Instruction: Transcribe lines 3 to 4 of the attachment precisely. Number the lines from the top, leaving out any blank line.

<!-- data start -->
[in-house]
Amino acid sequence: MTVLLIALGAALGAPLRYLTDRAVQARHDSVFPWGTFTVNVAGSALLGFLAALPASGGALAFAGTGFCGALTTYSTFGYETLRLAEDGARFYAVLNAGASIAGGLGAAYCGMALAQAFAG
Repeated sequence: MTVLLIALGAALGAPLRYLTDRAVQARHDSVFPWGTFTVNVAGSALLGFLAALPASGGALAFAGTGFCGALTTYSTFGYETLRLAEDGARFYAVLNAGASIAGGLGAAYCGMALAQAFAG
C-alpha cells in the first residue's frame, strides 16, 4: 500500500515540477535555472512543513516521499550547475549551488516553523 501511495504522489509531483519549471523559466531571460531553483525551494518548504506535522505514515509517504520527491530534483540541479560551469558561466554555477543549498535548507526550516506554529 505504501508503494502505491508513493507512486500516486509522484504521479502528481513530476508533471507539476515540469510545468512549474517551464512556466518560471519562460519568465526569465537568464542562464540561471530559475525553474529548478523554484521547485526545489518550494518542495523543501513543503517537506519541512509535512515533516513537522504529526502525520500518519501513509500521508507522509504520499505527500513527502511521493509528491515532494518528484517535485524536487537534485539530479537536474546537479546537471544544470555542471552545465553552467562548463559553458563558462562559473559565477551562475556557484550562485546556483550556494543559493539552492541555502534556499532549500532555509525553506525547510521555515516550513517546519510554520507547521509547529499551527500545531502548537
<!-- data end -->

Repeated sequence: MTVLLIALGAALGAPLRYLTDRAVQARHDSVFPWGTFTVNVAGSALLGFLAALPASGGALAFAGTGFCGALTTYSTFGYETLRLAEDGARFYAVLNAGASIAGGLGAAYCGMALAQAFAG
C-alpha cells in the first residue's frame, strides 16, 4: 500500500515540477535555472512543513516521499550547475549551488516553523 501511495504522489509531483519549471523559466531571460531553483525551494518548504506535522505514515509517504520527491530534483540541479560551469558561466554555477543549498535548507526550516506554529 505504501508503494502505491508513493507512486500516486509522484504521479502528481513530476508533471507539476515540469510545468512549474517551464512556466518560471519562460519568465526569465537568464542562464540561471530559475525553474529548478523554484521547485526545489518550494518542495523543501513543503517537506519541512509535512515533516513537522504529526502525520500518519501513509500521508507522509504520499505527500513527502511521493509528491515532494518528484517535485524536487537534485539530479537536474546537479546537471544544470555542471552545465553552467562548463559553458563558462562559473559565477551562475556557484550562485546556483550556494543559493539552492541555502534556499532549500532555509525553506525547510521555515516550513517546519510554520507547521509547529499551527500545531502548537